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European LVNAV Money Market Fund Sector Outlook Goes Negative

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London/New York – Fitch Ratings has revised its sector outlook for European low volatility net asset value (LVNAV) money market funds (MMFs) to negative from stable, driven by price volatility affecting fund mark-to-market (MTM) net asset values (NAVs) and heightened outflows. Fitch believes that risks for the sector have increased due to investor risk aversion, unprecedented market volatility, and the increased potential for credit deterioration of underlying issuers.

LVNAV MMF ratings could be downgraded if these trends are sustained, and if material redemptions result in structurally impaired liquidity positions. The secondary market is challenged, which increases the importance of natural liquidity (near-term maturities) in the funds, and the stability and profile of their investor bases. The suspension of redemptions by a fund would lead to a downgrade to ‘BBmmf’ or below, in line with Fitch’s rating definitions.

European LVNAV MMF flows were volatile in the week to 20 March 2020, with material outflows causing some funds to sell securities to meet redemptions and reducing their liquidity buffers above regulatory minimums. Fitch-rated funds have mostly weathered outflows to date, meeting redemptions using natural liquidity and selling of securities. A limited number of funds have experienced minor or temporary breaches of Fitch’s ‘AAAmmf’ weekly liquidity rating range. Accordingly Fitch is monitoring these funds more closely to understand the extent to which they will be able to remedy the breaches in a timely manner.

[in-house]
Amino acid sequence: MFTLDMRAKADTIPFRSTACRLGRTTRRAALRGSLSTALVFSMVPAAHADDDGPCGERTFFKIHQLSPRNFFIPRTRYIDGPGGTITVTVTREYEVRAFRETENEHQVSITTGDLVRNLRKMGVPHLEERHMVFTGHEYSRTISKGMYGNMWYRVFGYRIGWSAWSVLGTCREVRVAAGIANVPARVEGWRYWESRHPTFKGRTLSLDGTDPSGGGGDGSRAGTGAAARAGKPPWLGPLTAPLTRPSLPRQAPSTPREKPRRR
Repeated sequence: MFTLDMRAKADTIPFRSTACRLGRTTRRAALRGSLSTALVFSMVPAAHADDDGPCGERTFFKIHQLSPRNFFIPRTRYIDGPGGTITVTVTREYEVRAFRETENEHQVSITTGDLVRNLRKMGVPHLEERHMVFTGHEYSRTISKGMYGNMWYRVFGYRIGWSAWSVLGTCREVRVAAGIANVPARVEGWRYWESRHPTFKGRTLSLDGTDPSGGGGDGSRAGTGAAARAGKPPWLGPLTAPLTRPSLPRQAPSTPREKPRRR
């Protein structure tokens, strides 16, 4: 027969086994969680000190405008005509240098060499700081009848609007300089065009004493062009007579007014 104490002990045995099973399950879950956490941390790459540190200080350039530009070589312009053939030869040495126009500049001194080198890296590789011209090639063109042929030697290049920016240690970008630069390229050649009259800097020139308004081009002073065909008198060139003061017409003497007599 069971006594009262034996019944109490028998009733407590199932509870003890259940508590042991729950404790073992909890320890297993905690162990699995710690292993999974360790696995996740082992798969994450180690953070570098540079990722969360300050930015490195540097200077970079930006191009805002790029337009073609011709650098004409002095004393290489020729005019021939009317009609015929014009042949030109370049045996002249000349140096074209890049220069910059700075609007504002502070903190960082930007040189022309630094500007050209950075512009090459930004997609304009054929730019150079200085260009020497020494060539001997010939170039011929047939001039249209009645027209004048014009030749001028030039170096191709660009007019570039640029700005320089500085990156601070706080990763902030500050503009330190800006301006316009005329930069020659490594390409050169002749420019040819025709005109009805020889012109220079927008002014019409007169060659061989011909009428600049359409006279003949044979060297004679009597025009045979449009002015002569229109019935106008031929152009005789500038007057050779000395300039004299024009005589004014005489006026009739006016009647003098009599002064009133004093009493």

Outflows were highest in USD-denominated funds (USD46.9 billion or 15%, according to iMoneyNet data). This followed the trend in the US, where investors redeemed from onshore US prime MMFs in favour of onshore government MMFs. Euro and sterling-denominated LVNAV MMFs saw outflows of GBP16.6 billion (8%) and EUR15.2 billion (15%) respectively. Following these events, euro, sterling and US dollar-denominated LVNAV MMFs averaged 33%, 34% and 36% weekly liquidity, respectively, according to iMoneyNet calculations. This was above Fitch’s minimum weekly liquidity threshold at the ‘AAAmmf’ rating level, though with limited buffers.

European and US MMF liquidity regulations differ. In the US, a breach below 30% weekly liquidity is enough to force the fund’s board to consider imposing a liquidity fee or redemption gate. In Europe, both a breach of 30% weekly liquidity and a simultaneous net outflow above 10% on the same day are needed to force the board to consider such action, although a liquidity breach alone, or even a near-breach, may accelerate outflows as investors rush to beat possible fees or gates. The imposition of fees or gates, however, is always entirely at the board’s discretion in both the US and Europe.

If an LVNAV MMF’s MTM NAV were to deviate from a stable value (1.0000) by more than 20bp, it would temporarily switch to variable pricing. (If the MTM NAV moves back within 20bp of the stable value, stable pricing would resume.) Investor reaction to a switch is hard to gauge as such a scenario has never occurred. The largest deviation between stable and MTM NAV in Fitch-rated LVNAV MMFs was 15bp at 20 March. Funds with longer weighted-average lives or higher outflows have been most affected. A breach of the NAV corridor would not, in itself, trigger a negative rating action but a downgrade would be likely if variable pricing led to outflows that resulted in severely reduced liquidity or gating of the fund.

Fitch believes that the lack of policy measures to support MMFs in Europe poses additional risks relative to US MMFs. The Bank of England’s and ECB’s recent liquidity provisions for commercial paper apply to non-financial commercial paper only, and so cannot be used by MMFs. In contrast, the US Federal Reserve’s money market mutual fund liquidity facility includes financial commercial paper. Moreover, European MMF regulation bars funds from receiving support, in contrast to several recent cases in the US where affiliated entities purchased securities from MMFs.

One mitigating factor for European MMFs is that the relative attraction of government MMFs in Europe is lower than in the US. European government MMFs have gates and fees, whereas US government MMFs do not. While breaches of liquidity thresholds in European government MMFs are unlikely, given their eligible asset characteristics, the imposition of fees or gates is not impossible.

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